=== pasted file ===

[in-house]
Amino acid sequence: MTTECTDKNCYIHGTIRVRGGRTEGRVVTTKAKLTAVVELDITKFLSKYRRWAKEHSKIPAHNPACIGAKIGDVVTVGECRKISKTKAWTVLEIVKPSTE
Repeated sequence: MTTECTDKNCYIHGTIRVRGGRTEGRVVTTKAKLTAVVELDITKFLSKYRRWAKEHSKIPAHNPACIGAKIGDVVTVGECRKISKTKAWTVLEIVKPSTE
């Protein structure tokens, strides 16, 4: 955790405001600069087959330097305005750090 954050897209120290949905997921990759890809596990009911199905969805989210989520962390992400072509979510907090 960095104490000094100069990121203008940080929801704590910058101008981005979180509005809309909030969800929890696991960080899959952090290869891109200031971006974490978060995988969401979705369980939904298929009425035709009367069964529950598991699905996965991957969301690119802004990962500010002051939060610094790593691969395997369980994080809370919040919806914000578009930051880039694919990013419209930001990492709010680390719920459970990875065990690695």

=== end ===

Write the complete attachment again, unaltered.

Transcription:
[in-house]
Amino acid sequence: MTTECTDKNCYIHGTIRVRGGRTEGRVVTTKAKLTAVVELDITKFLSKYRRWAKEHSKIPAHNPACIGAKIGDVVTVGECRKISKTKAWTVLEIVKPSTE
Repeated sequence: MTTECTDKNCYIHGTIRVRGGRTEGRVVTTKAKLTAVVELDITKFLSKYRRWAKEHSKIPAHNPACIGAKIGDVVTVGECRKISKTKAWTVLEIVKPSTE
């Protein structure tokens, strides 16, 4: 955790405001600069087959330097305005750090 954050897209120290949905997921990759890809596990009911199905969805989210989520962390992400072509979510907090 960095104490000094100069990121203008940080929801704590910058101008981005979180509005809309909030969800929890696991960080899959952090290869891109200031971006974490978060995988969401979705369980939904298929009425035709009367069964529950598991699905996965991957969301690119802004990962500010002051939060610094790593691969395997369980994080809370919040919806914000578009930051880039694919990013419209930001990492709010680390719920459970990875065990690695």